Brain and Cognition 12/2014; 92. DOI:10.1016/j.bandc.2014.09.010
  • [Show abstract] [Hide abstract]
    ABSTRACT: Although antisaccadic task is a sensitive research tool in psychopathology, it has not been systematically studied in patients with spinocerebellar ataxia type 2 (SCA2). To identify putative biomarkers of executive dysfunction in SCA2 we assessed the antisaccade performance in 41 SCA2 patients and their sex-and-age matched controls using an electronystagmography device. We studied the relationship between findings in the antisaccade task and CAG repeat length and motor function as assessed using the Scale for the Assessment and Rating of Ataxia (SARA), Nine-Hole Pegboard Test and a validated battery for executive dysfunctions. SCA2 patients showed a significant increase of inhibition and omission antisaccadic error rates, decrease of corrected antisaccadic errors and prolongation of antisaccadic latency and antisaccadic correction latency. Multiple regression predictions identified the expanded CAG repeat as a significant contributing factor on inhibition antisaccadic error rate and percentage of corrected antisaccadic errors. Impaired antisaccadic performance was associated to higher Stroop interference task and verbal fluency test deficits. In conclusion, antisaccadic eye movement abnormalities are a newly recognized association with the genetic abnormality in SCA2 and correlate with executive dysfunction in SCA2. Antisaccade parameters are a promising source of cognitive biomarkers for exploring the disease pathophysiology, and assessing the efficacy of therapeutic options.
    Brain and Cognition 11/2014; 91:28–34. DOI:10.1016/j.bandc.2014.07.007
  • [Show abstract] [Hide abstract]
    ABSTRACT: Thomas Willis’ 1664 study The anatomy of the brain is widely regarded as one of the first clinical studies of the brain. In Theanatomy, Thomas Willis explicitly connected the cognitive faculties and the nerves. Willis’ later, 1672 work, The two discourses concerning the soul of brutes, severely undermined the materialism of Willis’ first study: he affirmed dualism and cognitive immateriality; changed the anatomical locations of cognition; and reasserted a division between the rational and sensitive souls. His exact motive to return to orthodoxy is unclear, but contemporary scholarship of Willis has compounded the confusion with by relying predominantly on The soul of brutes instead of The anatomy. We trace Willis’ career and examine his methodological practices, which help explain the historical practices and pressures. A closer examination of Willis’ Anatomy of the brain reveals a much more materialistic account of the brain, the faculties, and nervous system. In this article, we present our own analysis of Willis’ concept of rationality in the Anatomy and explain its importance for nervous physiology and understanding the analytic techniques for first defining faculty localizations. We then explain the role of the imagination and the immortal soul in the rearticulated anatomical concepts from The soulof brutes.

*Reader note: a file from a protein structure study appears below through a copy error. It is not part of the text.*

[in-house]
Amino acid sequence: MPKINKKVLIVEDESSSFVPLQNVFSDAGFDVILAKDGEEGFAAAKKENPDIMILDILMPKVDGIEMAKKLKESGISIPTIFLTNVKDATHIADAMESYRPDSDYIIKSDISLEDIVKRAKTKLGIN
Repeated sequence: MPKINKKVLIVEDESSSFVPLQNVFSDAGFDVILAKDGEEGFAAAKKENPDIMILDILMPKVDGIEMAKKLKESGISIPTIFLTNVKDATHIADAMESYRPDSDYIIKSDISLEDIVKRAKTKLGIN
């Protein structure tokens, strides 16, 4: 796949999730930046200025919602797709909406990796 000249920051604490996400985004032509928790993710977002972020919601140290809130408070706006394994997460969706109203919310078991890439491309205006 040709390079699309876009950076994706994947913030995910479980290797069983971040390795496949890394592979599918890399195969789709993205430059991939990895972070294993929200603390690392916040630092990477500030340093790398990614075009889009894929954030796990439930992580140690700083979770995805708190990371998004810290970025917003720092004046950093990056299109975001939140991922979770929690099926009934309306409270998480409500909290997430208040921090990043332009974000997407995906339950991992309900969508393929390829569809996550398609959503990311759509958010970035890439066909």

Brain and Cognition 11/2014; 91:131–137. DOI:10.1016/j.bandc.2014.08.005
  • [Show abstract] [Hide abstract]
    ABSTRACT: Environmental context can have a profound influence on the efficacy of intervention protocols designed to eliminate undesirable behaviors. This is clearly seen in drug rehabilitation clinics where patients often relapse soon after leaving the context of the treatment facility. A similar pattern is commonly observed in controlled laboratory studies of context-dependent savings in instrumental conditioning, where simply placing an animal back into the original conditioning chamber can renew an extinguished instrumental response. Surprisingly, context-dependent savings in human procedural learning has not been carefully examined in the laboratory. Here, we provide the first known empirical demonstration of context-dependent savings in a perceptual categorization task known to recruit procedural learning. We also present a computational account of these savings using a biologically detailed model in which a key role is played by cholinergic interneurons in the striatum.
    Brain and Cognition 10/2014; 92:1–10. DOI:10.1016/j.bandc.2014.09.008